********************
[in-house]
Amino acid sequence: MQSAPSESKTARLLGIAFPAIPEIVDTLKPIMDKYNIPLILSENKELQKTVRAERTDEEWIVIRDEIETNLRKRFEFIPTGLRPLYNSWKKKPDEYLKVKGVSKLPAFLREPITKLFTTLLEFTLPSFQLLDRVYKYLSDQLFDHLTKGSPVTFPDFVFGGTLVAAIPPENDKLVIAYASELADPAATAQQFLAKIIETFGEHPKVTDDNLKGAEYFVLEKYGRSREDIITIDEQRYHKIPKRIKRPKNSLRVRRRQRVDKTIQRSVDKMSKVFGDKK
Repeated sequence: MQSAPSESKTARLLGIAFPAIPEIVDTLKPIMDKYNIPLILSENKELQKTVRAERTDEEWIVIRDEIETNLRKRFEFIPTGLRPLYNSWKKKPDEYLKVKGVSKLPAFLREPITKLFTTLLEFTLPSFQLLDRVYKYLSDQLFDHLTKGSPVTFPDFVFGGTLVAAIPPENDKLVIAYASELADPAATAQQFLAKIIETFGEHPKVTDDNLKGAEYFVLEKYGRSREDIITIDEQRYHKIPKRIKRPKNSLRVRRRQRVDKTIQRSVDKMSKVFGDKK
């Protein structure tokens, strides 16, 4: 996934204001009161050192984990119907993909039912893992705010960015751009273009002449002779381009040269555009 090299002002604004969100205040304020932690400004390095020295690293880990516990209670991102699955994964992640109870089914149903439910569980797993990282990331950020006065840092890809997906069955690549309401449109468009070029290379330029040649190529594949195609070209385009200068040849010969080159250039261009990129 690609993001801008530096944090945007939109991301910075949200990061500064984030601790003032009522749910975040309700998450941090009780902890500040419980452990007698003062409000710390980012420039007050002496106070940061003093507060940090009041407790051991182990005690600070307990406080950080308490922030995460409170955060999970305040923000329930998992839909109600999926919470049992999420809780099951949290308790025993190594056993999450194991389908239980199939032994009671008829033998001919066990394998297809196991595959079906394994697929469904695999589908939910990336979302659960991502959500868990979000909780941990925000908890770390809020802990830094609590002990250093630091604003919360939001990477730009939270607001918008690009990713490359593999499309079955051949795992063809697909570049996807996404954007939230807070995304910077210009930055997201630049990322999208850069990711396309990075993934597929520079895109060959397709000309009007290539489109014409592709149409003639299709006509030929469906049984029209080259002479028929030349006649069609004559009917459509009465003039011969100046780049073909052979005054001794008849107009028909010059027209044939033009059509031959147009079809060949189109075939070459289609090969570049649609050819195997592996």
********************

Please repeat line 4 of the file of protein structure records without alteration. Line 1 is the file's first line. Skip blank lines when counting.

């Protein structure tokens, strides 16, 4: 996934204001009161050192984990119907993909039912893992705010960015751009273009002449002779381009040269555009 090299002002604004969100205040304020932690400004390095020295690293880990516990209670991102699955994964992640109870089914149903439910569980797993990282990331950020006065840092890809997906069955690549309401449109468009070029290379330029040649190529594949195609070209385009200068040849010969080159250039261009990129 690609993001801008530096944090945007939109991301910075949200990061500064984030601790003032009522749910975040309700998450941090009780902890500040419980452990007698003062409000710390980012420039007050002496106070940061003093507060940090009041407790051991182990005690600070307990406080950080308490922030995460409170955060999970305040923000329930998992839909109600999926919470049992999420809780099951949290308790025993190594056993999450194991389908239980199939032994009671008829033998001919066990394998297809196991595959079906394994697929469904695999589908939910990336979302659960991502959500868990979000909780941990925000908890770390809020802990830094609590002990250093630091604003919360939001990477730009939270607001918008690009990713490359593999499309079955051949795992063809697909570049996807996404954007939230807070995304910077210009930055997201630049990322999208850069990711396309990075993934597929520079895109060959397709000309009007290539489109014409592709149409003639299709006509030929469906049984029209080259002479028929030349006649069609004559009917459509009465003039011969100046780049073909052979005054001794008849107009028909010059027209044939033009059509031959147009079809060949189109075939070459289609090969570049649609050819195997592996």